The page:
Keywords: Immittance Testing (e.g. Acoustic Reflexes), Otoacoustic Emissions (OAEs), Pure Tone Audiometry, Speech Recognition (e.g. SRT/WRS)

"Speech-language pathologists are the professionals whose scope of practice includes assessment of the cognitive-communicative and language abilities associated with (C)APD. Speech-language pathologists frequently refer individuals to audiologists for central auditory testing on the basis of observed behavioral characteristics and/or results of a screening questionnaire or screening test. Speech-language pathologists can explore the possible impact of auditory processing-related deficits on specific aspects of language processing. Speech-language pathologists also are best prepared to provide a number of the interventions elaborated in the preceding section of these guidelines (e.g., central resources training)" (Class 5 Evidence; p. 30).

Keywords: Provider

Central auditory processing disorders [(C)APD] must be diagnosed by an audiologist who is properly educated and trained in the area of (C)APD, including the administration and interpretation of tests and procedures. Other "professionals can and should be involved in the broad assessment of the functional deficits experienced by the individual with (C)APD and in planning the intervention activities needed to minimize those deficits" (p. 4).

Keywords: Provider

Behavioral diagnostic testing for central auditory processing disorders should be undertaken with extreme caution for children ages 8 and under (Class 3, 4, & 5 Evidence; pp. 10, 14).

Keywords: Behavioral (e.g. Speech Discrimination/Dichotic Listening/Temporal Processing), Follow-Up/Timing

A case history is recommended as an essential part of the diagnosis and management of individuals with central auditory processing disorders. The case history should obtain information about the: 

  • "auditory and/or communication difficulties experienced by the individual;
  • family history of hearing loss and/or central auditory processing deficits;
  • medical history, including birth, otologic and neurologic history;
  • general health history and medications;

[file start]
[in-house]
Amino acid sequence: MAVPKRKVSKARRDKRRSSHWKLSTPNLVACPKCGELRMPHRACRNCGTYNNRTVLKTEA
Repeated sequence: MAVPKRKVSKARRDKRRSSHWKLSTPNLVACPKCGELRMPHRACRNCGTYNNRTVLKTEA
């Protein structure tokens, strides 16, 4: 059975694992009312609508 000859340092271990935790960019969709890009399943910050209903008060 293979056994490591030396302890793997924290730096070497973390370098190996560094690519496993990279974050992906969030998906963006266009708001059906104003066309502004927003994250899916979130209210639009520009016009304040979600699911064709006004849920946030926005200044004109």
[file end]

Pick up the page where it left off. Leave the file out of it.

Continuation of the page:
• speech and language development and behaviors;
  • educational history and/or work history;
  • existence of any known comorbid conditions, including cognitive, intellectual, and/or medical disorders;
  • social development and linguistic and cultural background;
  • prior and/or current therapy for any cognitive, linguistic, or sensory disorder or disability" (Class 4 & Evidence; p. 6-7).

Keywords: Case History

Treatment

"Effective intervention should be evidence-based and individualized" (p. 25) based on assessment data. When recommending a treatment protocol, "bottom-up and top-down treatment approaches are complementary and should both be incorporated to maximize treatment effectiveness" (p. 26).

"For young children suspected or 'at-risk' for (C)APD but for whom a definitive diagnosis has not yet been reached, enriched auditory stimulation and auditory 'games' (e.g., musical chairs, Simon Says) and/or software that exercises auditory sound recognition in noise, phoneme discrimination, etc. should be initiated and can involve families and educators" (p. 25).

Keywords: Auditory Treatments (i.e. Manipulation of the Acoustic Signal), Language Treatments (i.e. Manipulation of Language Form/Content/Use)

"Dichotic interaural intensity difference training and multimodal exercises (e.g., linking emotion of facial expression to prosody of a message, sound-symbol association) might be appropriate treatment procedures given findings of interhemispheric transfer deficits based on pattern test and dichotic test results and multidisciplinary assessment" (p. 26).

Keywords: Language Treatments (i.e. Manipulation of Language Form/Content/Use)